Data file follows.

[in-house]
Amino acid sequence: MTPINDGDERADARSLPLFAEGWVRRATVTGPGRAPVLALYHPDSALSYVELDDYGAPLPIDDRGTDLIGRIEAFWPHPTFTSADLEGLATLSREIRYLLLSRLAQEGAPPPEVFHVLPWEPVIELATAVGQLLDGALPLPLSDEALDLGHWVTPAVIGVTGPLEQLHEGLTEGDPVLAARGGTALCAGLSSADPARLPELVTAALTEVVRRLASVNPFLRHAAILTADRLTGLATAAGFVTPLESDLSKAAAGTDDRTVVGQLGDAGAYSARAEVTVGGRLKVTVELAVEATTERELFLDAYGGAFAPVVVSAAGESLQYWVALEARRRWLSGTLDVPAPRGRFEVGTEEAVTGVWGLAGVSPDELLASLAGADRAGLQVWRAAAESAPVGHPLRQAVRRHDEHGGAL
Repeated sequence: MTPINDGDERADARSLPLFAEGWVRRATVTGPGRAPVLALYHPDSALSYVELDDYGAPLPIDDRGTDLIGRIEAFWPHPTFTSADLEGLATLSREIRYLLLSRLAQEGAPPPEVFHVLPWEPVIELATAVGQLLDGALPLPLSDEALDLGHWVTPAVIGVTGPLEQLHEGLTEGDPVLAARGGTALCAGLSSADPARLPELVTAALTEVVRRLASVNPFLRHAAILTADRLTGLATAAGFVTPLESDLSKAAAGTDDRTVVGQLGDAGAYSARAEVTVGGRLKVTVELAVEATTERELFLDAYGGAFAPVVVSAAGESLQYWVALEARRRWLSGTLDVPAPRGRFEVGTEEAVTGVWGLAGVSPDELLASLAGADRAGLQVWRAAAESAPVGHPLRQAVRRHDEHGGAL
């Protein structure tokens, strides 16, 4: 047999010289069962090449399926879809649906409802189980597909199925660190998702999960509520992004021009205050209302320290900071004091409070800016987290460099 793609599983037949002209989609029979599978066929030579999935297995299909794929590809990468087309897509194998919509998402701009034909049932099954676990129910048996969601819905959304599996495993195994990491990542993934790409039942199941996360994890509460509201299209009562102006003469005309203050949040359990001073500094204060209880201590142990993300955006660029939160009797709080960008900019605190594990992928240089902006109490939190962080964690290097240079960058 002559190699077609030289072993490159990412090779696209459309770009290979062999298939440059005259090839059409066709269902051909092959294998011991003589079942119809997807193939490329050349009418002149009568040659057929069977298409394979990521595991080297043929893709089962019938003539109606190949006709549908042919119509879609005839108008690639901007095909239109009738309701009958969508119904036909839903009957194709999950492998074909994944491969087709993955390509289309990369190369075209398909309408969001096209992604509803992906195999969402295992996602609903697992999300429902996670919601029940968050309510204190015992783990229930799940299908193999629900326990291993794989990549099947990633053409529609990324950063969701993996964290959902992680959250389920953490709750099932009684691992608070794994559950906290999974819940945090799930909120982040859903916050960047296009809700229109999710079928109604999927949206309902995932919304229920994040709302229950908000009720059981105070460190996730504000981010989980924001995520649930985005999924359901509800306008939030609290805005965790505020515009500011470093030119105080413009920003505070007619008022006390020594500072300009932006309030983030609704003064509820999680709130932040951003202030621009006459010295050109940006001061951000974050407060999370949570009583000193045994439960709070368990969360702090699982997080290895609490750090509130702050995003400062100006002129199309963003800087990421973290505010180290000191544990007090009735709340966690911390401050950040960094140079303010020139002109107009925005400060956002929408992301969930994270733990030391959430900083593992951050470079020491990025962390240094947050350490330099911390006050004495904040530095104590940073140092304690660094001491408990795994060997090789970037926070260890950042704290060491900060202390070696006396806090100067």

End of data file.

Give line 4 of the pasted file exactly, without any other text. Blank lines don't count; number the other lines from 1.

């Protein structure tokens, strides 16, 4: 047999010289069962090449399926879809649906409802189980597909199925660190998702999960509520992004021009205050209302320290900071004091409070800016987290460099 793609599983037949002209989609029979599978066929030579999935297995299909794929590809990468087309897509194998919509998402701009034909049932099954676990129910048996969601819905959304599996495993195994990491990542993934790409039942199941996360994890509460509201299209009562102006003469005309203050949040359990001073500094204060209880201590142990993300955006660029939160009797709080960008900019605190594990992928240089902006109490939190962080964690290097240079960058 002559190699077609030289072993490159990412090779696209459309770009290979062999298939440059005259090839059409066709269902051909092959294998011991003589079942119809997807193939490329050349009418002149009568040659057929069977298409394979990521595991080297043929893709089962019938003539109606190949006709549908042919119509879609005839108008690639901007095909239109009738309701009958969508119904036909839903009957194709999950492998074909994944491969087709993955390509289309990369190369075209398909309408969001096209992604509803992906195999969402295992996602609903697992999300429902996670919601029940968050309510204190015992783990229930799940299908193999629900326990291993794989990549099947990633053409529609990324950063969701993996964290959902992680959250389920953490709750099932009684691992608070794994559950906290999974819940945090799930909120982040859903916050960047296009809700229109999710079928109604999927949206309902995932919304229920994040709302229950908000009720059981105070460190996730504000981010989980924001995520649930985005999924359901509800306008939030609290805005965790505020515009500011470093030119105080413009920003505070007619008022006390020594500072300009932006309030983030609704003064509820999680709130932040951003202030621009006459010295050109940006001061951000974050407060999370949570009583000193045994439960709070368990969360702090699982997080290895609490750090509130702050995003400062100006002129199309963003800087990421973290505010180290000191544990007090009735709340966690911390401050950040960094140079303010020139002109107009925005400060956002929408992301969930994270733990030391959430900083593992951050470079020491990025962390240094947050350490330099911390006050004495904040530095104590940073140092304690660094001491408990795994060997090789970037926070260890950042704290060491900060202390070696006396806090100067």